It was week or so ago, towards the end of class, last roll of the hour. I was already tired from my previous rounds, but that is to be expected towards the end of class. Coach asked me to roll with a new guy for my final round. The guy in question was young, muscular and athletic, but looked like he hadn’t really been rolling hard, he wasn’t tired or sweaty. He seemed like he was properly warmed up and eager to try this Jiu Jitsu thing out, but somehow either skipped the previous rounds or something. So anyway, the bell sounded, he hopped around, tried to engage, and being the crusty old mat curmudgeon that I am, I basically dragged him to the mat and used my body weight and good technique to stifle his every movement. I probably choked him a good 2 or 3 times, until he paused with just under 2 minutes left on the clock.
“Why aren’t you tired?” He asked between breaths. A part of me is always amused when I hear this from younger athletic guys.
“I am tired. Now let’s roll.” I said, breathing normally.
He seemed confused by my response. I was also getting irritated because I wanted to finish out the round and this dude was about to quit with less than 2 minutes to go. Something inside me found this completely unacceptable. But I also saw an opportunity for a teachable moment. So I clarified my statement.
“See, this is my time to do Jiu Jitsu. There are only a few times per day this can happen. I can’t just up and roll whenever I feel like it, I can only do that during this specific window of time. So when I am here, I am all in. It doesn’t matter if I am tired, I will make every minute here count. My day is structured in part around me coming here to do this thing.”
Something clicked in this young man’s brain, I could see it in his face. He was still tired, but the gears were turning. “Wow, that… makes sense.”
“Now come on, let’s continue this round. Finish strong!”
So he did. He finished the round with whatever he had left in him, and then afterwards thanked me for the pep talk. There was a paradigm shift from “holy shit I’m tired and this mean old man is relentlessly fucking me up,” to “I need to keep going and finish strong if I’m going to get any good at this.” It was interesting to witness the shift in real time.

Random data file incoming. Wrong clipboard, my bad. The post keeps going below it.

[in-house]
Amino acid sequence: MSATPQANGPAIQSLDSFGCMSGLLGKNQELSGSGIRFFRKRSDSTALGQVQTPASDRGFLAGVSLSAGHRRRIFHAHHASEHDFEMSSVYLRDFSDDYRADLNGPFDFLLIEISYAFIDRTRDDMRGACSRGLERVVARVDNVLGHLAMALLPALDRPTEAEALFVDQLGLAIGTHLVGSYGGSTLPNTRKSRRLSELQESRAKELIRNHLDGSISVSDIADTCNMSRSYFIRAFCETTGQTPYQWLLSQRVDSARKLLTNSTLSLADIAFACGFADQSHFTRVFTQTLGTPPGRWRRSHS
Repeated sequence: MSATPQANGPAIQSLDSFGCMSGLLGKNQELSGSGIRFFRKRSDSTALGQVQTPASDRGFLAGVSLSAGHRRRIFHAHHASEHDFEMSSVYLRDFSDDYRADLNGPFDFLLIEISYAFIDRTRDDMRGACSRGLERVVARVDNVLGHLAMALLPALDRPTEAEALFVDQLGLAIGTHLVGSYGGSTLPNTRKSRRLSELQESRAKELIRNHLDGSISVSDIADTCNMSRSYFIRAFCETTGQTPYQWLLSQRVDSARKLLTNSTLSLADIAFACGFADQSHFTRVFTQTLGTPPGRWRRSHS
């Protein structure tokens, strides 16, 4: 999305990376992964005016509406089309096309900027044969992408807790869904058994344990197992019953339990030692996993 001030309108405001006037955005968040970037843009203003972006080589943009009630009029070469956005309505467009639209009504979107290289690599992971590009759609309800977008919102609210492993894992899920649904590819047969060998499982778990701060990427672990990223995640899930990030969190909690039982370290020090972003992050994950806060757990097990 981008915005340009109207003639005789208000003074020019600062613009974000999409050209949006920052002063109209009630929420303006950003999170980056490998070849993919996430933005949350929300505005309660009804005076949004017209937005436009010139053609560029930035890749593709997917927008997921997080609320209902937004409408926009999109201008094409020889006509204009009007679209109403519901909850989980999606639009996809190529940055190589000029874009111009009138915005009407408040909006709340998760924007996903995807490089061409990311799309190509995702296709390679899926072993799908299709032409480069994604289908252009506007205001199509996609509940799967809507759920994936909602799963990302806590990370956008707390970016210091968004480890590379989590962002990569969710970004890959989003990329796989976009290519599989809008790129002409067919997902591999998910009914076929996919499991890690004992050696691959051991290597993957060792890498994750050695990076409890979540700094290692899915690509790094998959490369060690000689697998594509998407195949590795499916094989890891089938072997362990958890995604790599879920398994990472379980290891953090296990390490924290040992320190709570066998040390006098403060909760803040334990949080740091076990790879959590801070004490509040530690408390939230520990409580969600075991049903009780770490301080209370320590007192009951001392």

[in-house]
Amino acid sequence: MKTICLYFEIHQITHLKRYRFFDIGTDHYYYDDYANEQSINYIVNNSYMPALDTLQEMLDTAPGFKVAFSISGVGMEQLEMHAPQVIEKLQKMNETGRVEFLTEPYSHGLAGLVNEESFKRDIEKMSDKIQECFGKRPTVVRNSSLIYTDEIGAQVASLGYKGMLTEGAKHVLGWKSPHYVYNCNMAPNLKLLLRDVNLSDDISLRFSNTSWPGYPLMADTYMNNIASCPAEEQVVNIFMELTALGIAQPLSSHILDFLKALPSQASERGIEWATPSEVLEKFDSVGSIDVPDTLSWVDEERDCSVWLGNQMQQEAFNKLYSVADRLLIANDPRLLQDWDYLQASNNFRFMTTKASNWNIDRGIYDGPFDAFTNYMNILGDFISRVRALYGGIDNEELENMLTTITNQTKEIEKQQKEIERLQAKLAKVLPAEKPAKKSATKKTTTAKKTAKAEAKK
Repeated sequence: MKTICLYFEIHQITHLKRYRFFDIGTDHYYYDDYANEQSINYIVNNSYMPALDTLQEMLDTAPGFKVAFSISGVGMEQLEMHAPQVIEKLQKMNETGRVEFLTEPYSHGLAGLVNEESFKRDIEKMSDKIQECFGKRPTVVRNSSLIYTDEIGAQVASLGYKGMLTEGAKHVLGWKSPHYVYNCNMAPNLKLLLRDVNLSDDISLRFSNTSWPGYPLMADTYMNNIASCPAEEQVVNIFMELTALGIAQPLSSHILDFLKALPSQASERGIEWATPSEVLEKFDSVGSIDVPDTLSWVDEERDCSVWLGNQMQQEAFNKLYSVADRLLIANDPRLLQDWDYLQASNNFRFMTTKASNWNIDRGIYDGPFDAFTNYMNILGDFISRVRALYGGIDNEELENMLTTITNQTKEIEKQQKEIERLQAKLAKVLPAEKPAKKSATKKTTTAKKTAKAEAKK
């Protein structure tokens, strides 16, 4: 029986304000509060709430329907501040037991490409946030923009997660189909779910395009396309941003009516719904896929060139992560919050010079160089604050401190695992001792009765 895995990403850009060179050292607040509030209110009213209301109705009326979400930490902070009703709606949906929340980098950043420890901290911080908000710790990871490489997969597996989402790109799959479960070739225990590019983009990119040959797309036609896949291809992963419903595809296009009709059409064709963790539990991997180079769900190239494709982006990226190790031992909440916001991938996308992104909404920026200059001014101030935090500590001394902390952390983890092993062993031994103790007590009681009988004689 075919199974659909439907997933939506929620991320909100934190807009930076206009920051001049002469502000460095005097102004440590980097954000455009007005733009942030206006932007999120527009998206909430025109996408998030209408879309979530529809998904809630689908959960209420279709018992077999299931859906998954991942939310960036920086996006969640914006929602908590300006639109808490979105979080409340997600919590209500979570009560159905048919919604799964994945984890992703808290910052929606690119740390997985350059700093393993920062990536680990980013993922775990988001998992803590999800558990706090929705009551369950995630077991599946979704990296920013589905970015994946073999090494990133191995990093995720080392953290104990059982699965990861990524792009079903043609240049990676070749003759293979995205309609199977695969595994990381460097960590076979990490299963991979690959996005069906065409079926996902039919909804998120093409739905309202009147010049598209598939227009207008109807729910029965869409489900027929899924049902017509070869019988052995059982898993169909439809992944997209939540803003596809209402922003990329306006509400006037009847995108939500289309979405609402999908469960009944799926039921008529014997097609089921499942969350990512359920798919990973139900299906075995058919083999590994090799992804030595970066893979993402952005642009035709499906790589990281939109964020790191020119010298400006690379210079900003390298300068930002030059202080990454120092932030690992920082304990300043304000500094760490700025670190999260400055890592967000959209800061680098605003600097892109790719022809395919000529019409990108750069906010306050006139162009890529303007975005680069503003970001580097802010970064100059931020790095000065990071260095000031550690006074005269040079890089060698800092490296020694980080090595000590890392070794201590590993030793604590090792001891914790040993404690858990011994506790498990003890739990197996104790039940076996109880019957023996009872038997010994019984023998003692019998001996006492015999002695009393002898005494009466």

This incident got me thinking a lot about using perspective to overcome physical obstacles, such as poor ground cardio. Look, Combat Sports are difficult. Jiu Jitsu is not easy, not only is it physically demanding, but it has a great deal of technical depth, and it is extremely abusive to the human ego. People put themselves through this for transformative reasons. It may be a little different for everybody: the hobbyist. The competitor. The person who wants to learn self defense. The person who wants to develop confidence, or overcome a fear of people. Etc. The common trait of all who succeed at Jiu Jitsu: mindset. You will be tired no matter what. No matter how good you get, there will be nights where you feel off. There will be times when your strength or technique feel nonexistent, and when you feel like you have no gas left in the tank. When you come to this place, where you feel exhausted and helpless, finish out the class. Finish out the round. Finish it out anyways, because at the end of class, you will still feel tired and broken, but you will feel 100% better about yourself for pushing through. Not only will this improve your ground cardio, but it will also improve your strength of character and your willpower. I promise this. If you’re tired, finish out the round anyway.
So that’s my rant on ground cardio. As always, train well, remember to breathe, be good to each other.